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Joeaksa Joeaksa is offline
Senior Member
Join Date: Jun 2000
Location: N. Phoenix AZ USA
Posts: 28,833
Originally posted by 1973911s
What is a "Slip"
An airplane normally goes through the air in sync, that is the left and right wing parallel. When you put a bit of rudder into the mix the airplane will go somewhat sideways, that is with one wing leading the other.

It creates a lot of drag and if you put the leading wing down and at the same time push the nose down the airplane will come down at a fairly fast rate of descent.

Flatt, it puts a bit of stress on the airframe and the struts that hold the wings to the fuselage (airframe) but you do not land in this condition. You straighten the plane out just before touchdown and land with the plane facing into the wind (and runway) then stop. Torque is a factor of the engine and prop but usually only during takeoff or climb when power is at max.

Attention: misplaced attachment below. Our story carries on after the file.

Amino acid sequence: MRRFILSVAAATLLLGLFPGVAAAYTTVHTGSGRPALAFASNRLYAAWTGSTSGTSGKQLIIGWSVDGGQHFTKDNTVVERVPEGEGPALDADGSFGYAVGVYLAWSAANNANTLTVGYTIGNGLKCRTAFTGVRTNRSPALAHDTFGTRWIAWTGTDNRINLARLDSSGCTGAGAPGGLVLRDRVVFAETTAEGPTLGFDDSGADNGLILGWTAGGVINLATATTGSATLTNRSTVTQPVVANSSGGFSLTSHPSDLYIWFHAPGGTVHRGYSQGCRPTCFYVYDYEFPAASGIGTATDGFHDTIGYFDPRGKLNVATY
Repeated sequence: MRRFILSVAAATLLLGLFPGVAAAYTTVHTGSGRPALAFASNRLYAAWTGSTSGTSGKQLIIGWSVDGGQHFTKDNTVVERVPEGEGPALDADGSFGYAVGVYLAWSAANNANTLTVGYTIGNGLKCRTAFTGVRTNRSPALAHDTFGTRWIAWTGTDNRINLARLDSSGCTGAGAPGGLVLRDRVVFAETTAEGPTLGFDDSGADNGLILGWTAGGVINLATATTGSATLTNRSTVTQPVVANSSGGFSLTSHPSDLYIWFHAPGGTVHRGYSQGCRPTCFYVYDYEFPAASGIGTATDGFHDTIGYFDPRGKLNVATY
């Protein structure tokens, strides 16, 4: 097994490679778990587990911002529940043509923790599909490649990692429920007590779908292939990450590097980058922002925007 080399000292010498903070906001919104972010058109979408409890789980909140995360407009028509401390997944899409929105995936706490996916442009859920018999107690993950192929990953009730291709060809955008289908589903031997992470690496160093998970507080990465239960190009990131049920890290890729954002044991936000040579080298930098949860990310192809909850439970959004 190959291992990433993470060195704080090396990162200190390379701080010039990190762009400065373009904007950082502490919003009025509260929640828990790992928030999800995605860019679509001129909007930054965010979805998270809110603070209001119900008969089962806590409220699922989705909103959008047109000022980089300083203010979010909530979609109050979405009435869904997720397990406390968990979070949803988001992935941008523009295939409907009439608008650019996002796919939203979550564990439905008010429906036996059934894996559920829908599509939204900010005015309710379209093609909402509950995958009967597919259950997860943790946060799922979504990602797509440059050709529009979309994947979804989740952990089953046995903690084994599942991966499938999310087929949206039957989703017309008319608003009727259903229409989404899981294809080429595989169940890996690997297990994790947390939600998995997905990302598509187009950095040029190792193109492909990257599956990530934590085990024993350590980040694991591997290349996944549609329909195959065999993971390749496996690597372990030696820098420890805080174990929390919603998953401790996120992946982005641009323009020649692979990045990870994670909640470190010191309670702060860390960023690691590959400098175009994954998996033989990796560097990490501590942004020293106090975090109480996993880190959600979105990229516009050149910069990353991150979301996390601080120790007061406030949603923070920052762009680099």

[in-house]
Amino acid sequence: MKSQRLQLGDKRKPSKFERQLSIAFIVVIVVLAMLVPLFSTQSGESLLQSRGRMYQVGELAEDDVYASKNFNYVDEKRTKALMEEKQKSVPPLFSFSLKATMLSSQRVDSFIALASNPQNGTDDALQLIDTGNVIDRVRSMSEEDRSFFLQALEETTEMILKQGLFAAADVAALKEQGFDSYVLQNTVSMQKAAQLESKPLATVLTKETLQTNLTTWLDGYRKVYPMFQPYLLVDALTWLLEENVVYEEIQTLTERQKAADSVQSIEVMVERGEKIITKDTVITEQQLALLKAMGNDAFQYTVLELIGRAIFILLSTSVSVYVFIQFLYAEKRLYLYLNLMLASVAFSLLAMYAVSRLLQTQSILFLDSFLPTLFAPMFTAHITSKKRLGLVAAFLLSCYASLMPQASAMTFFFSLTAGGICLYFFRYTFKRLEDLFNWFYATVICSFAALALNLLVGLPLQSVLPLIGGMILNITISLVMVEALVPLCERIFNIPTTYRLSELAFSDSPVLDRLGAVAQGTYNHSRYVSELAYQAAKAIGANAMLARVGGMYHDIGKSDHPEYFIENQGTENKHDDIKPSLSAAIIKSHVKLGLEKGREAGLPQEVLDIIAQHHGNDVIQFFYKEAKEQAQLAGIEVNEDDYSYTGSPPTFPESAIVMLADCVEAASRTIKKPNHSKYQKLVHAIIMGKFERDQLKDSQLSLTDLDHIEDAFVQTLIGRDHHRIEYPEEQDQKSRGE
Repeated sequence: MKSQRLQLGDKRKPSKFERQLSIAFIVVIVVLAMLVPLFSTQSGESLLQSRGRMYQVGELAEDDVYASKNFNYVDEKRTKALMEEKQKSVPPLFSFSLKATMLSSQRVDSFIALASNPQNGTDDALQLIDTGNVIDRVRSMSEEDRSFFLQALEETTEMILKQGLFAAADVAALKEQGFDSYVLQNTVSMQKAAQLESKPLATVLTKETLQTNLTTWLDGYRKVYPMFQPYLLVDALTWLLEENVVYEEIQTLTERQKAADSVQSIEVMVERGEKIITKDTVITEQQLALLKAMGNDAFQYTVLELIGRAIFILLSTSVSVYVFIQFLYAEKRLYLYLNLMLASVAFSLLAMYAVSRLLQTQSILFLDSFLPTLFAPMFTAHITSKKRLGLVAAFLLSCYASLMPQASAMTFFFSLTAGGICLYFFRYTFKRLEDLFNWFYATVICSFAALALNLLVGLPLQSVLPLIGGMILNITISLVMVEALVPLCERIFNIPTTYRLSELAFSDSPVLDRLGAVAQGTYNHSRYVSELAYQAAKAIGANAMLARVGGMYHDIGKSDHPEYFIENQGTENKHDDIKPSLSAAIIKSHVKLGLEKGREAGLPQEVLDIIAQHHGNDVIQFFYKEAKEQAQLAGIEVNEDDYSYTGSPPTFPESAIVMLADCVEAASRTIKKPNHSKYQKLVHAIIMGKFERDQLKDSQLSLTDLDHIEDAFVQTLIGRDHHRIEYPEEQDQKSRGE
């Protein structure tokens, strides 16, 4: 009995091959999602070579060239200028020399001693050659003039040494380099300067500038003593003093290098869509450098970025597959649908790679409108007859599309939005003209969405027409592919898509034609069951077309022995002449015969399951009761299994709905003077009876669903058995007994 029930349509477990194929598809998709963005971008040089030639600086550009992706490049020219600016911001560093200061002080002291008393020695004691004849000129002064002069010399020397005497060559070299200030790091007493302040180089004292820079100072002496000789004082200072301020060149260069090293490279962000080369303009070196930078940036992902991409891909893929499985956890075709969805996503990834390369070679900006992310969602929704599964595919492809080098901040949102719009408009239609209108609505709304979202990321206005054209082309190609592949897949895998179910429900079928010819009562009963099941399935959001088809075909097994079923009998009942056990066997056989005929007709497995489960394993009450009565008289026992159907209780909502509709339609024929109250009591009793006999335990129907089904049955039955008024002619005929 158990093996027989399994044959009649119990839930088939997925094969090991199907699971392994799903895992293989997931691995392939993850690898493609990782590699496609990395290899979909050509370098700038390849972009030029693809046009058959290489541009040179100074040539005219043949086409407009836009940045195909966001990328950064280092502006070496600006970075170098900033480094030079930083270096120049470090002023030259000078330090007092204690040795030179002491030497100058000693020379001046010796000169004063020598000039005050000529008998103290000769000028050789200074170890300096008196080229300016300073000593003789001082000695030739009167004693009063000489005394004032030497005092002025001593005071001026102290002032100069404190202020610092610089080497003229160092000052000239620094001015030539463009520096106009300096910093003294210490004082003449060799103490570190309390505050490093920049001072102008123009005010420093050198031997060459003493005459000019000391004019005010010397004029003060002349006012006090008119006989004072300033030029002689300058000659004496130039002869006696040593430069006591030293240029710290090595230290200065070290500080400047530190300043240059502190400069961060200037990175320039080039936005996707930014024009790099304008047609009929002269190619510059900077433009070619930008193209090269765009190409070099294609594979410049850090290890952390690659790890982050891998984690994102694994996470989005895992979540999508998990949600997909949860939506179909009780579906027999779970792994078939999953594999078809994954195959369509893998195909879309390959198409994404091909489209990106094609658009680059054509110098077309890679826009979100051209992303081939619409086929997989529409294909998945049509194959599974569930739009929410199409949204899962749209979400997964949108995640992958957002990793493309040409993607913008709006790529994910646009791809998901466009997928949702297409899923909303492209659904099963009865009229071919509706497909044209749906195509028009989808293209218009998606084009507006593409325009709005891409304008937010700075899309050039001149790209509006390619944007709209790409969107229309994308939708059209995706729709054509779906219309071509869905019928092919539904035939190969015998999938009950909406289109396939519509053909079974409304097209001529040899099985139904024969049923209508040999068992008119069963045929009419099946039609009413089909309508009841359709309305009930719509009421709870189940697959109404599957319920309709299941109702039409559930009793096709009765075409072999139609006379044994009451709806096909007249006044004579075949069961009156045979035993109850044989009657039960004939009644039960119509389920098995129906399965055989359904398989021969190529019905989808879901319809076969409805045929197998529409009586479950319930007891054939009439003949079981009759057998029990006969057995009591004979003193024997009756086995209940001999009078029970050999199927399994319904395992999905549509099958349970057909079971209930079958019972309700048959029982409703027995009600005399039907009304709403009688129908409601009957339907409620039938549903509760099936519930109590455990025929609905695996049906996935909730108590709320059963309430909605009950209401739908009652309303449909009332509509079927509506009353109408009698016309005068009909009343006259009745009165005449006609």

Hope this helps...

Joe A
2013 Jag XF, 2002 Dodge Ram 2500 Cummins (the workhorse), 1992 Jaguar XJ S-3 V-12 VDP (one of only 100 examples made), 1969 Jaguar XJ (been in the family since new), 1985 911 Targa backdated to 1973 RS specs with a 3.6 shoehorned in the back, 1959 Austin Healey Sprite (former SCCA H-Prod), 2010 Jaguar XF (fast touring car), 1995 BMW R1100RSL, 1971 & '72 BMW R75/5 "Toaster," Ural Tourist w/sidecar, 1949 Aeronca Sedan / QB
Old 08-13-2005, 05:46 PM
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